At its annual I/O developer conference on May 18, 2016, Google unveiled its Daydream VR initiative – a set of hardware and software reference designs including Android N “VR mode” (which will also support Vulkan APIs), a VR Google Play store, and VR-native versions of Google apps such as YouTube, Street View, and Play Movies. It marks a step up from Google’s previous Cardboard efforts and means that, as predicted in our recent VR headset forecast, mobile VR will dominate by 2018. This marks the start of a true cross-manufacturer, cross-device platform in VR – early pioneers such as Oculus (and Samsung, its partner in mobile VR), Valve, and PlayStation need to either get on board or work out what their differentiation is.
The mobile VR revolution starts here
While initially disappointing – where were the Nexus VR headset announcements? – Wednesday’s announcement of Daydream VR sets the stage for mobile VR to shine in the following ways:
- It creates a standardised, potentially massive future user base. Google powers most manufacturers’ phone platforms, particularly those of aggressive Chinese manufacturers. Along with an app store and Android optimization, it fixes many of the issues we see in proprietary, poorly executed, niche mobile VR implementations today.
- It drives handset replacement. After stagnation in smartphone functionality, 4K smartphones finally have a purpose.
- It makes VR affordable and somewhat future-proof. The cost/benefit of mobile VR far outweighs that of dedicated home VR, especially if graphics and sensing performance improves to be nearer the “high-end” Rift/Vive experience.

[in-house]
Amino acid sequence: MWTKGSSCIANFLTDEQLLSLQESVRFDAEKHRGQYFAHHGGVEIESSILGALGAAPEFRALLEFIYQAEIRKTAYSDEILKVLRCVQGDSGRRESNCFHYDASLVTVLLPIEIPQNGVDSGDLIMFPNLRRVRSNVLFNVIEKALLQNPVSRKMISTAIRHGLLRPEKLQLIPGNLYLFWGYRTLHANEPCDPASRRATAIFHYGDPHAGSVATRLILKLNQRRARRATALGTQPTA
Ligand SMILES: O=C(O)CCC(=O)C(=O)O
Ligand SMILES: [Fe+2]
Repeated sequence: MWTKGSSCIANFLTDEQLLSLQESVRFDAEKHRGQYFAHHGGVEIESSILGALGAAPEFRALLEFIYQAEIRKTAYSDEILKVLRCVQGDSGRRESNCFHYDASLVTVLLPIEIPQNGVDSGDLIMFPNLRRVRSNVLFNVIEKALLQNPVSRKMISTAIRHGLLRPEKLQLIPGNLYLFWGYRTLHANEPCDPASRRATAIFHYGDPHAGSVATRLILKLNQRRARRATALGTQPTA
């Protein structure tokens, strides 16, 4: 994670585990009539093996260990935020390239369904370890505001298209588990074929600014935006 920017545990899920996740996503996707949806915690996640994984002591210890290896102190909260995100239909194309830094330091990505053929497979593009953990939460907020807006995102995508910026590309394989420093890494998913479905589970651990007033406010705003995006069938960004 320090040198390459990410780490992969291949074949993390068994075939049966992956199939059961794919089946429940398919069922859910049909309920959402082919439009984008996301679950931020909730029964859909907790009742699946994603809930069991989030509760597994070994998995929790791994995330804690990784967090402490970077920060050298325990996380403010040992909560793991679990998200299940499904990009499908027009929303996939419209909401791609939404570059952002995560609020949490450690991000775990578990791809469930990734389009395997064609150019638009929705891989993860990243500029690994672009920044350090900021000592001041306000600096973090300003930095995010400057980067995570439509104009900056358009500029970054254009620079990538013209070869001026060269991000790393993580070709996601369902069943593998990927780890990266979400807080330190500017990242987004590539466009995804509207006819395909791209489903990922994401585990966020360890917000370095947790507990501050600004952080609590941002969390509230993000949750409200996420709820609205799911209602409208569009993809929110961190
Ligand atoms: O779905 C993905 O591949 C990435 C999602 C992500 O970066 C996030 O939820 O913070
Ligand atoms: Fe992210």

- It won’t be limited to smartphones. Future portable dedicated VR headsets will use Daydream VR too. We expect this category of device to emerge in 2017 and gain significant market share.
- Content providers are on board. Google’s clout means content firms are already on board with the Daydream ecosystem – and let’s face it, it’s the VR content rather than goofy headsets that will ultimately drive this market.
There are, of course, downsides to the likely success of Daydream VR:
- Android drives a lack of differentiation in UI and handsets, somewhat hindering innovation.
- It places Google at the center of yet another digital content business.
- Samsung needs to decide which is the best platform choice: Google or Oculus.
- Initial handsets will be expensive, as will new mobile VR headsets. This means the entry point in mobile VR will actually get more expensive in the short term.
- Apple’s position on VR remains a mystery.
Article by Paul Jackson, principal analyst at Ovum, Digital Media